Two images side-by-side, on left: long-range radar antenna used to track space objects and ballistic missiles. On right: A military radar antenna which rotates steadily, used for aircraft detection.

Like conventional aluminum extrusions, microextrusions are pushed through a die. Unlike conventional extrusions, the entire extrusion process is performed at a submillimeter level. In other words, the resulting product’s cross section can fit through a 1-millimeter square. Since microforming was first explored in 1990, several microextrusion processes have been developed and found to be especially valuable in the defense and aerospace industries.

“Taber was originally recognized for our large shapes and now we are establishing ourselves as microextruders. Since we’ve added microextrusions, friction stir welding, and billet casting, we’re pretty much spanning the gamut of aluminum extrusion competence,” says Jason Weber, VP of Sales and Marketing at Taber Extrusions. “We were already well-versed within the defense and aerospace markets but adding miniature aluminum extrusions to our capabilities has allowed us to become a one-stop shop for our customers in those industries. Our diversification has opened the door wide for our customers.”

Three side-by-side images illustrating how strikingly small microextrusions are. Various aluminum profiles are lined up creatively next to measuring rulers.

Taber Extrusions has experienced many evolutions since its founding in the early 1970s. Established in Russellville, AR, Taber pioneered a process for extruding rectangular billet, able to extrude solid profiles up to 31 inches wide or hollows up to 29 inches. Since then, the Gulfport, MS facility was added, which increased Taber’s billet capacity, alloy range, and ability to reuse materials. Within the last decade, fabrication capabilities were upgraded, friction stir welding was added, and of course, microextrusions became an offering.


For which type of end-use applications are Taber’s microextrusions being utilized?




Precision is a must for military, defense, and firearms manufacturing – requiring strength, complexity, and tight tolerances. Aluminum’s high strength-to-weight ratio makes it the ideal material for many defense product applications such as:


  • Communications systems
  • Electronics thermal management/enclosures
  • Guidance systems
  • Radar systems
  • Weapons systems
  • Firearms components and accessories
A U.S. Air Force T-38 Talon, British Royal Air Force Eurofighter Typhoon, French Air Force Dessault Rafale, and U.S. Air Force F-22 fly in formation above the clouds on a sunny day.



From the Wright brothers to NASA, aluminum has helped make it possible for humans to fly above the Earth onward to explore other galaxies. Aluminum’s minimal maintenance, lightweight with high strength, flexibility at low temperatures, and ability to engineer a wide range of functionality into components, makes it an obvious choice for solutions in aircraft and aerospace.  For the most part, microextrusions function out of site and you’ll never know they are all around you. However, they serve a crucial role in aerospace:


  • Interior aircraft systems
  • Supplemental oxygen systems
  • Electrical/Communication Systems
  • Passenger Comfort Systems
  • Coolant radiators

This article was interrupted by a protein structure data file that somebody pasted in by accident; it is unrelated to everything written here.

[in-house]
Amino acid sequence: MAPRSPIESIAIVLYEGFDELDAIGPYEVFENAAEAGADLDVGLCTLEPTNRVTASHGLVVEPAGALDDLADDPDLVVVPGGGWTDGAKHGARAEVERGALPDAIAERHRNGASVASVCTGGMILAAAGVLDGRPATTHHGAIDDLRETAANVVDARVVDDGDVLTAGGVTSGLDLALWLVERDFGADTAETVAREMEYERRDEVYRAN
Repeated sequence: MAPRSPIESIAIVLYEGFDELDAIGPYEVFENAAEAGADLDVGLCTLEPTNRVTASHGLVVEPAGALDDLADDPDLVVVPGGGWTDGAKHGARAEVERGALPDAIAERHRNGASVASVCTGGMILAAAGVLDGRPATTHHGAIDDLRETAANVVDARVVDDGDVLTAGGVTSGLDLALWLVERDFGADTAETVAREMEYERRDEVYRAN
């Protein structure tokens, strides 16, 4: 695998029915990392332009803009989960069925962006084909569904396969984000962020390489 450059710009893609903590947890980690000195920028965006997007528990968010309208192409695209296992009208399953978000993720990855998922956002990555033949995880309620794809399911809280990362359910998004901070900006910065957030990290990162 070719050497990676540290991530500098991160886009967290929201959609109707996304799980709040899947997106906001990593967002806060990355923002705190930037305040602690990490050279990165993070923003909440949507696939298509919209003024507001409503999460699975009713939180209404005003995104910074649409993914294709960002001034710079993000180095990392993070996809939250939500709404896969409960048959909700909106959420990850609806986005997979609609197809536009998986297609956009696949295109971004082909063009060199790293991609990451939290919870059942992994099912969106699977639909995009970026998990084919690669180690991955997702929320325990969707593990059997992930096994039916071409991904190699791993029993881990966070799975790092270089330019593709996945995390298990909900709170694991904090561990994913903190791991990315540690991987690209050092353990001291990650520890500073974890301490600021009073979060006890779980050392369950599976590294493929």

• Oil coolers
  • Transmission coolers
  • Intercoolers
  • AC condensers
  • Passenger service systems
  • Other fluid/gas systems

As aluminum has played an important role in the defense and aerospace applications for many years, a new generation of aluminum-lithium alloys are offering aircraft manufacturers even more savings when it comes to weight and fuel. Beyond aluminum’s high strength-to-weight ratio and excellent formability, its anticorrosive properties make it a top choice. When aluminum is exposed to air, it forms a hard microscopic oxide coating, sealing it from the environment. This tight oxide bond is a compound not found in nature, but an aluminum alloy created to provide a long-lasting protective solution. These unique properties allow microextrusion manufacturers like Taber Extrusions to furnish extremely strong, precise, and long-lasting miniature extrusions to end users in a wide range of markets.

Taber’s Miniature Extrusion Capabilities

  • Up to 0.8 In2 cross sectional area
  • Special cases down to 0.075 In2
  • Profile circle size up to 3″
  • Minimum wall thickness possible to 0.010” (select cases)
  • Key characteristic tolerances possible ±0.001” (select cases)
: The word “microextrusions” reflects on a metal ruler up to the 4-inch mark, with 3 sizes of square hollow-shaped miniature extrusions lined up against the 1-2-inch marks.

More About Taber Extrusions: 

Founded in 1973, Taber Extrusions originally pioneered a process for extruding rectangular billet which enables the company to extrude solid profiles up to 31 inches wide or hollows up to 29 inches. Taber expanded with the purchase of an extrusion facility in Gulfport, MS, in 1995 which houses a new state-of-the-art cast house and two additional presses, microextrusion capabilities, and the fabrication area has been expanded multiple times.

Taber continues to extrude billet in a wide range of alloys and sizes and has diversified its markets beyond military since its inception to include aerospace, automotive, marine, infrastructure, and sporting goods, among many others. For these markets, the company supplies cast and extruded products in a variety of soft and hard alloys.

Today, Taber Extrusions has completed the addition of in-house friction stir welding capabilities, and carries on their offering of extruded aluminum components, value-added machining services, and raw material supply to the North American market – making them a vertically integrated supplier of FSW panels and assemblies never before seen in North America.

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